The Australian Government supports improved educational access for Indigenous Australians, particularly those people living in remote and regional areas where educational opportunities may be limited.
Support for Aboriginal and Torres Strait Islander students to study mixed-mode or distance education is available through two different Away from Base (AFB) programs administered by Services Australia and the National Indigenous Australians Agency (NIAA).
The AFB programs assists higher education and training providers with the cost of meals, accommodation and travel to support Indigenous students who study via mixed-mode or distance education who need to travel away from home for short periods to undertake their studies.
A ‘mixed-mode’ course is a nationally accredited course that is delivered through a combination of distance education and face-to-face residential teaching. AFB funding is not available for students enrolled in fulltime on campus, nor does it cover any course delivery costs.
Services Australia, with policy oversight from the Department of Social Services (DSS), is responsible for the administration and delivery of the AFB Assistance program through the ABSTUDY Scheme. Students can access travel support through Services Australia or through their educational institution. For information on that program please view the ABSTUDY Policy Manual.
The NIAA AFB program supports Indigenous students who are studying an approved mixed-mode course by distance education. It provides assistance to access compulsory course elements in another location away from their permanent home for short periods of time. AFB funding is provided directly to eligible higher education and not-for-profit Registered Training Organisations.
Students can only be supported under one AFB program. They cannot receive support under the NIAA AFB program and the AFB support available under the ABSTUDY scheme.
Evaluation of the Away from Base Programs
The NIAA commissioned an evaluation of the AFB programs that was completed in 2021. The evaluation assessed the extent to which the needs of Aboriginal and Torres Strait Islander students studying via mixed-mode are met through the Government’s AFB programs. The evaluation also assessed the administrative effectiveness and efficiency of the programs.
The Evaluation of the Away from Base Program – Final Report provides 11 findings and 8 recommendations in relation to the two current AFB programs. See The final Evaluation Report.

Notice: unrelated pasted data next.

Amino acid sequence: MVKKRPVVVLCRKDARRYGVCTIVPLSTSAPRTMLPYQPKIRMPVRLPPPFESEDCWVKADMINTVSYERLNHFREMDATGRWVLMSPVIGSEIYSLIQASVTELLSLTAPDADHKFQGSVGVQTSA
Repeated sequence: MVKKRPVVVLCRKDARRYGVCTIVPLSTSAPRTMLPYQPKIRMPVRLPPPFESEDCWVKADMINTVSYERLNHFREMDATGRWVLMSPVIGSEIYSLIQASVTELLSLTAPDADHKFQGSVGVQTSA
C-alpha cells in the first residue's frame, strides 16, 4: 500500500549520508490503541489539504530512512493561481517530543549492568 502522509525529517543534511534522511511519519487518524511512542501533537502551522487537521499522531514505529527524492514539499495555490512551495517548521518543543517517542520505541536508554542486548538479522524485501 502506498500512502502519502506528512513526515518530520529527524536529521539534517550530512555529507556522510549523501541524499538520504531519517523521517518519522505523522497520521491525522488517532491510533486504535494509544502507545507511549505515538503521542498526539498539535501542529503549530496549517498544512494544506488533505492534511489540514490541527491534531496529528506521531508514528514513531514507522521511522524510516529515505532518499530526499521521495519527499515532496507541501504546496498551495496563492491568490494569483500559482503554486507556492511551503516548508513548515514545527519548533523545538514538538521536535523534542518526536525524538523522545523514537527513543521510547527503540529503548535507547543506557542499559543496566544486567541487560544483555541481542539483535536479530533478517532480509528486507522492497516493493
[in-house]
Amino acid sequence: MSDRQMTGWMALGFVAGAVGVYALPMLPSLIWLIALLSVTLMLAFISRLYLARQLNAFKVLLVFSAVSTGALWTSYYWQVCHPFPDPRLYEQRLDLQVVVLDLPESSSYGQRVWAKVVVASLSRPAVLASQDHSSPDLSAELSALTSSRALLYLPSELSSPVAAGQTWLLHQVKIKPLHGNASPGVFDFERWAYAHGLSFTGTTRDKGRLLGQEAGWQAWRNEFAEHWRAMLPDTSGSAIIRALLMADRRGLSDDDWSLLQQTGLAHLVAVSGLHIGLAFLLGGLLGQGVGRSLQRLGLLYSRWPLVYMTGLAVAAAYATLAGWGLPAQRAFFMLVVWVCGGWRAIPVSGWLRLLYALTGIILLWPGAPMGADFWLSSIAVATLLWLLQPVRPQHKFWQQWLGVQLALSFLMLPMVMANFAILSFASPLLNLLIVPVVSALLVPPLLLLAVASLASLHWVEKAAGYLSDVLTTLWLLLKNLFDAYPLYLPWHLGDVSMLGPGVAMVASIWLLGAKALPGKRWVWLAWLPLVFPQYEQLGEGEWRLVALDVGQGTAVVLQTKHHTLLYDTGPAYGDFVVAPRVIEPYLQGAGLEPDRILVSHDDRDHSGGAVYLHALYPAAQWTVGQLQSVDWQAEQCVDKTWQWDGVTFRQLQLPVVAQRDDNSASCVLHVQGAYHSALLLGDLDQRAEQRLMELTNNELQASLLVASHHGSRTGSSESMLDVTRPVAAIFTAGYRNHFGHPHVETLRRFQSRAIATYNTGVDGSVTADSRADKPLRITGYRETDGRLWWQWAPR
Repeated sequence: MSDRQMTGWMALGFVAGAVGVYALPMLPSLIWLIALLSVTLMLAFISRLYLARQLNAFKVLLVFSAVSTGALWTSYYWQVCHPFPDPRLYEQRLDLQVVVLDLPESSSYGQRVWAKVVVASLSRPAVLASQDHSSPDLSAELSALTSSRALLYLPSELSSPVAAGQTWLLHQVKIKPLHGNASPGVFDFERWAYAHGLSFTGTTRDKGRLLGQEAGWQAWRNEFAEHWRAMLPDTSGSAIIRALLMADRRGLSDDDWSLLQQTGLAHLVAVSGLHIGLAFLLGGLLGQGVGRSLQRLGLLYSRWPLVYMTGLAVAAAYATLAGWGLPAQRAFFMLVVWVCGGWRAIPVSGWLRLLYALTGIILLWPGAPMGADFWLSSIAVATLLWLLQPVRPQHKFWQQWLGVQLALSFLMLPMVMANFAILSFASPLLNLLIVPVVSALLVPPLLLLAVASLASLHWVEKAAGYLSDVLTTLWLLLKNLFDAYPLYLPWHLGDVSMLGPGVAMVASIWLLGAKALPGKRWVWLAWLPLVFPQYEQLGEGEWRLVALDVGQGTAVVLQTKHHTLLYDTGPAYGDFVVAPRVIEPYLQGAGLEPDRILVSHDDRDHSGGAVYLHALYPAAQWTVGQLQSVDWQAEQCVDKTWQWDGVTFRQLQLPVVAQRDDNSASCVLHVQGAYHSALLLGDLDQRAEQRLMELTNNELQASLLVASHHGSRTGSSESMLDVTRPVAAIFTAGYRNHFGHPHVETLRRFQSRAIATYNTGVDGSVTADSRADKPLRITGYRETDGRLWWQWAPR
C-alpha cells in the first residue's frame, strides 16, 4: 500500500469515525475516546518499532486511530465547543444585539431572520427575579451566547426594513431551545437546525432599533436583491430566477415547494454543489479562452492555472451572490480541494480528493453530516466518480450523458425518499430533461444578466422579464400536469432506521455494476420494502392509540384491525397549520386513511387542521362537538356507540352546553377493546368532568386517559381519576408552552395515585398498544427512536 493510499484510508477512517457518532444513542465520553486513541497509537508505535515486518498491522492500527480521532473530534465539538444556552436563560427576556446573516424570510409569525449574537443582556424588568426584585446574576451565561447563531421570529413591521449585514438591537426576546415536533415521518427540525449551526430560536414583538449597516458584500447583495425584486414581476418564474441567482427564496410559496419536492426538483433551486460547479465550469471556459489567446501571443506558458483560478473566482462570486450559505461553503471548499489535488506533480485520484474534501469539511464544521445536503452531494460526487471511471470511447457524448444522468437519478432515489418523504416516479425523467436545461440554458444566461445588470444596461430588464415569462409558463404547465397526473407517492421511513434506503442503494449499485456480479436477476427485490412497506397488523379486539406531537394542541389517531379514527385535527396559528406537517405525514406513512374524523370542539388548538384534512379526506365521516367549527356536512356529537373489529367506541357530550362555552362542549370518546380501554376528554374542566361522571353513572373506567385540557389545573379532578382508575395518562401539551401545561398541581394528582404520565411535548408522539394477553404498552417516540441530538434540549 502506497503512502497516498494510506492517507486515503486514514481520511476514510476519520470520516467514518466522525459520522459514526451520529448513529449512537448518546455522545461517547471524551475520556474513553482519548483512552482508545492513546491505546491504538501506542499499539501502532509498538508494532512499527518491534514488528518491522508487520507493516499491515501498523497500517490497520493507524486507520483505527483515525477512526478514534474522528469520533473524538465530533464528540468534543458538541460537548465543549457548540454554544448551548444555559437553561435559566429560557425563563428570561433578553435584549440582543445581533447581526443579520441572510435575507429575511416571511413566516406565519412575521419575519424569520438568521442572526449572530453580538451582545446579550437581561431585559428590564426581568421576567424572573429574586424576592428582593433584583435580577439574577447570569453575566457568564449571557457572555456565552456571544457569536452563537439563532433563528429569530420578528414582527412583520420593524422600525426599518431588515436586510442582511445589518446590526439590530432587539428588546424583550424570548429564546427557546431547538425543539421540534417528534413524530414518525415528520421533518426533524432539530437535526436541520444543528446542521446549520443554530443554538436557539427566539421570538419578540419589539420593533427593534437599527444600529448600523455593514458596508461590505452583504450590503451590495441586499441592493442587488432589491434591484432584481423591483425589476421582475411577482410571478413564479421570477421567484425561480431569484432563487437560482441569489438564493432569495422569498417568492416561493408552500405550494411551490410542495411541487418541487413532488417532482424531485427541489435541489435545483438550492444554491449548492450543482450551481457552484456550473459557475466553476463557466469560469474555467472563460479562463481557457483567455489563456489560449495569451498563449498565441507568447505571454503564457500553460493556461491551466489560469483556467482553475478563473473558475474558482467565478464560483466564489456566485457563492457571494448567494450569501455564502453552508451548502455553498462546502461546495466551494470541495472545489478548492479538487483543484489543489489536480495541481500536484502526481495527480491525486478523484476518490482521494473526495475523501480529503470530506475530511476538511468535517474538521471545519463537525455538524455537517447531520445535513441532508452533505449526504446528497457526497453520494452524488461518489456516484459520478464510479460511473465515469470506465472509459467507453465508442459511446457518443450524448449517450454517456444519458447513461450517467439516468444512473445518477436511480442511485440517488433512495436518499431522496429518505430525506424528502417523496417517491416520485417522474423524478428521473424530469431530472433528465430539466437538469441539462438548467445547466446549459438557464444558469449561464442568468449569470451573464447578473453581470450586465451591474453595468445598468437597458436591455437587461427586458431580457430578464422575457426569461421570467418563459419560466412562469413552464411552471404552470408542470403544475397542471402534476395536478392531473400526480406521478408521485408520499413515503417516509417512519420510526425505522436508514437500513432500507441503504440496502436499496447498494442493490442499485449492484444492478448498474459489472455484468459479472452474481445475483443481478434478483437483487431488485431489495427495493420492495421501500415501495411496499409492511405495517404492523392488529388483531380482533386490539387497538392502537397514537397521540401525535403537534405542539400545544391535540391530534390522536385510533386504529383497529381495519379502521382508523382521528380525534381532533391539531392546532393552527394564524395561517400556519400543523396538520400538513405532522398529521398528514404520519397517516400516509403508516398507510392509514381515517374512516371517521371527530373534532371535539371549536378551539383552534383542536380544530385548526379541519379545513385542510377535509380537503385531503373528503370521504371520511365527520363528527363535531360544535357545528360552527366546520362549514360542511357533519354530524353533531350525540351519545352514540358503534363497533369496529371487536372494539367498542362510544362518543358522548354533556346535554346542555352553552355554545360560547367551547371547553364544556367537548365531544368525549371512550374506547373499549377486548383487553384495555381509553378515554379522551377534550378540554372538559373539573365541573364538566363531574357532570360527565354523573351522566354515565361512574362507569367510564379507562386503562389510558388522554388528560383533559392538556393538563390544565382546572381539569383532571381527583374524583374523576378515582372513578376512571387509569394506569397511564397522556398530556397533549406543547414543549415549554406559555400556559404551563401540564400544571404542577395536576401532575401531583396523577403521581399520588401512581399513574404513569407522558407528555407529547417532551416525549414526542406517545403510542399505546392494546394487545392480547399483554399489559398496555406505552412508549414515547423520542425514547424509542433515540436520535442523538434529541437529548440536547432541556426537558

The Evaluation Report found that:
- Both programs supporting Indigenous students studying via mixed-mode, are positively contributing to student access to educational opportunities and meeting the intent of the programs.
- Face-to-face learning activities increase the likelihood of student course completions and improve student social and emotional wellbeing.
- Students continue to experience a range of barriers accessing tertiary education, particularly students from regional, remote and very remote locations and communities.
The Evaluation Report recommended:
- A range of practical measures to help improve both the NIAA and Services Australia/DSS AFB programs, including improved communication, a review of payment arrangements and processing practices.
- Improvements to the cultural appropriateness of the AFB program through better processes for student communication with Services Australia and ABSTUDY, and to review how travel is arranged to meet the needs of students with complex travel arrangements.
- The NIAA, DSS and Services Australia consider amalgamating both AFB programs into one to reduce duplication of services, provide greater consistency in administration and client experience, and improve data collection to help inform future policy.
The NIAA, DSS and Services Australia welcome the Evaluation Report, and its observations of both Away from Base programs.
The agencies are carefully considering the 11 findings and 8 recommendations from the Report. During 2022, the agencies will be consulting with relevant stakeholders on the recommendations, how they can be addressed and the impact on students.